Vladimir Putin becomes Russia’s president for life?

Thanks to an overwhelming vote of confidence from about three-fourths of the Russian electorate, Vladimir Putin now can remain president of Russia until 2036.

He will be 84 years old when he completes the second of the two additional six-year terms that Russian voters awarded him in a referendum that ended on June 30. The referendum’s final results are not yet all in, but its outcome is not in doubt.

The referendum that guaranteed Putin’s tenure — assuming he remains the picture of health that he constantly demonstrates before those who are adoring supporters — actually addressed 205 amendments to the Russian constitution apart from the question of his extended tenure. Among these were popular ones such marriage as a heterosexual union, indexation guarantees for pensions and a variety of other social benefits. The tenure proposal was buried among the plethora of amendments, rendering it almost impossible for Putin’s extension to be rejected.

By 2036, Putin will have outlasted at least three American presidents, and a minimum of four if Donald Trump is not re-elected this year. His time in office — if one includes his four years as prime minister, when he was the real power behind then-president Dmitry Medvedev — will total nearly 37 years. That extended tenure would render him the longest-serving Russian (or Soviet) leader since Peter the Great, whose portrait graces Putin’s Kremlin office.

Putin’s publicly stated goal is to restore Russian greatness to at least that of the Soviet era. While he does not have the ideological impulses that spurred Lenin, Stalin, and their successors, Putin shares the same geopolitical concerns that motivated all of his Communist and Czarist predecessors. He also has lifted the tactics that were central to the Soviet playbook. As American diplomat George Kennan observed in his “Long Telegram from Moscow” on Feb. 22, 1946, at the outset of what became the Cold War:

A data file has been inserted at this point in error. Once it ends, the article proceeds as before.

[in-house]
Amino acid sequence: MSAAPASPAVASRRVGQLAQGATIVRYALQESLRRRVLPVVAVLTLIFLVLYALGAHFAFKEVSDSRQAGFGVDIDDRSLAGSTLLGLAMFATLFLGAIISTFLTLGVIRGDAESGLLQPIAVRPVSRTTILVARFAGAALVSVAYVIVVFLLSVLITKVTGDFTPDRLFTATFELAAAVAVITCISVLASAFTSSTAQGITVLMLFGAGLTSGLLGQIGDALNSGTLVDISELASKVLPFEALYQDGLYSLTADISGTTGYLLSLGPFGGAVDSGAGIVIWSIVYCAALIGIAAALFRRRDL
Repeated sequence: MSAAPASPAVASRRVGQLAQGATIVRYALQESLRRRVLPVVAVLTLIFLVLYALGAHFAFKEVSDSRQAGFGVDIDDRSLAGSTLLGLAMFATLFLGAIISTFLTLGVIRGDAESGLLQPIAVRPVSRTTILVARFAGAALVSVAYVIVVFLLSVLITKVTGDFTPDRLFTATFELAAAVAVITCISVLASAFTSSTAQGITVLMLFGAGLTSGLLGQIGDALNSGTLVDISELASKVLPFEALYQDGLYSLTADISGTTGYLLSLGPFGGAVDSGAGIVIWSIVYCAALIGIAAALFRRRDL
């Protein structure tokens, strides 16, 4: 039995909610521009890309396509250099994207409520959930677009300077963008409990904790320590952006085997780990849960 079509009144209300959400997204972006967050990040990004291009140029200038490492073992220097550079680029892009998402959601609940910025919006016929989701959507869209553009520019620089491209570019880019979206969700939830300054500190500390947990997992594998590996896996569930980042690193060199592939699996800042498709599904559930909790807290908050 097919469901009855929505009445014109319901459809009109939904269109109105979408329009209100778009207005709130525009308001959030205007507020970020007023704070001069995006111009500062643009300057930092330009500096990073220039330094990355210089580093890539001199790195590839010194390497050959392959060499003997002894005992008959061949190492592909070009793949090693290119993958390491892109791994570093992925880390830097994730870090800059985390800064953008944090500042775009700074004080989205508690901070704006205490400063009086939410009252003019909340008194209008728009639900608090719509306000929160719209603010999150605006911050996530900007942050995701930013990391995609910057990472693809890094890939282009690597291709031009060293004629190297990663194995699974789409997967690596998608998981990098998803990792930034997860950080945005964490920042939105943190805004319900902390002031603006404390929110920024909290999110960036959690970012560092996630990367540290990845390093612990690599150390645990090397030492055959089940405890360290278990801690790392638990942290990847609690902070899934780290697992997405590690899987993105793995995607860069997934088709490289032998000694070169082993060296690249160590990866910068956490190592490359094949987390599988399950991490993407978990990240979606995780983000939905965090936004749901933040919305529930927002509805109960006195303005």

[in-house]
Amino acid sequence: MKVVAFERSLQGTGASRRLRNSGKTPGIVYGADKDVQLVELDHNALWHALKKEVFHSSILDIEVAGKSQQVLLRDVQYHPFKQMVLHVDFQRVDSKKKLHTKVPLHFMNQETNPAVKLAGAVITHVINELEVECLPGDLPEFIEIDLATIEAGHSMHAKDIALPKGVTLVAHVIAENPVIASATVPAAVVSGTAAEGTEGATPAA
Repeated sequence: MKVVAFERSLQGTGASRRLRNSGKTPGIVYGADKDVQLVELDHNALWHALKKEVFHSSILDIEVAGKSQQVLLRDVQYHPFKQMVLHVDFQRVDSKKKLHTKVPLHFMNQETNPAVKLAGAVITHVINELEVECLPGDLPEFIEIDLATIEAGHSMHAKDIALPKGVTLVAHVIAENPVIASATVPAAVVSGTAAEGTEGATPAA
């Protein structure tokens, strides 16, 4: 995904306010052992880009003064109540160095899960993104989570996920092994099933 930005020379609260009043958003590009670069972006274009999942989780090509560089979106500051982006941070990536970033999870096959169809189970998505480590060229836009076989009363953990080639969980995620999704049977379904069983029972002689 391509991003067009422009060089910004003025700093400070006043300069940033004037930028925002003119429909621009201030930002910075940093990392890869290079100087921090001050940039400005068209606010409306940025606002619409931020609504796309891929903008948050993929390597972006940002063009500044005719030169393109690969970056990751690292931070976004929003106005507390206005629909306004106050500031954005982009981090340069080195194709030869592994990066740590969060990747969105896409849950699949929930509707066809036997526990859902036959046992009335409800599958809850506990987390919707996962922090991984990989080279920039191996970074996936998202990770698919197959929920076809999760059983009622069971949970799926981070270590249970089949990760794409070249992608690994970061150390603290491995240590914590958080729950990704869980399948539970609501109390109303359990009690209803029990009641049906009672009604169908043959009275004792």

“At bottom of Kremlin’s neurotic view of world affairs is traditional and instinctive Russian sense of insecurity. … Russian rulers have invariably sensed that their rule was relatively archaic in form. … Originally, this was insecurity of a peaceful agricultural people trying to live on vast exposed plain in neighborhood of fierce nomadic peoples. To this was added, as Russia came into contact with economically advanced West, fear of more competent, more powerful, more highly organized societies. … For this reason [Russia’s rulers] have always feared foreign penetration. … Russians will participate officially in international organizations where they see opportunity of extending … power, or of inhibiting or diluting power of others. … Efforts will be made … to disrupt [Western] national self confidence, to hamstring measures of national defense, to increase social and industrial unrest, to stimulate all forms of disunity. … Poor will be set against rich, black against white, young against old, newcomers against established residents.”

It all seems sickeningly familiar.

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Putin benefits from a distinct advantage over his Czarist and Communist predecessors, however. None of them was able to enjoy the support that he has received from Trump from the day the American president assumed office, and even before then. None of Russia’s other leaders ever had any serious impact on America’s elections. None had the president of the United States take their word over that of his own intelligence experts, even when it appeared that Russian irregulars possibly had killed American troops. Even back in 2014, Putin was able to annex Crimea and send his “Little Green Men” into Ukraine — without a peep from the White House since Trump took office.

Putin may only benefit from the White House’s sycophancy for a few more months. Perhaps, as Trump’s poll numbers continue to sink, Putin will decide that he must exploit the window of opportunity that he now has to move his forces into Belarus, thereby placing Poland in a Russian vise. Even if he does not, Putin’s extended tenure means that Russia no longer can be seen solely as a near-term threat to American interests. On the contrary, the next several presidents will have to contend with a man whose life’s mission is, as Kennan so elegantly put it in his Long Telegram, “to seek security only in patient but deadly struggle for total destruction of rival power.”

Dov S. Zakheim is a senior adviser at the Center for Strategic and International Studies and vice chairman of the board for the Foreign Policy Research Institute. He was under secretary of Defense (comptroller) and chief financial officer for the Department of Defense from 2001 to 2004 and a deputy under secretary of Defense from 1985 to 1987.

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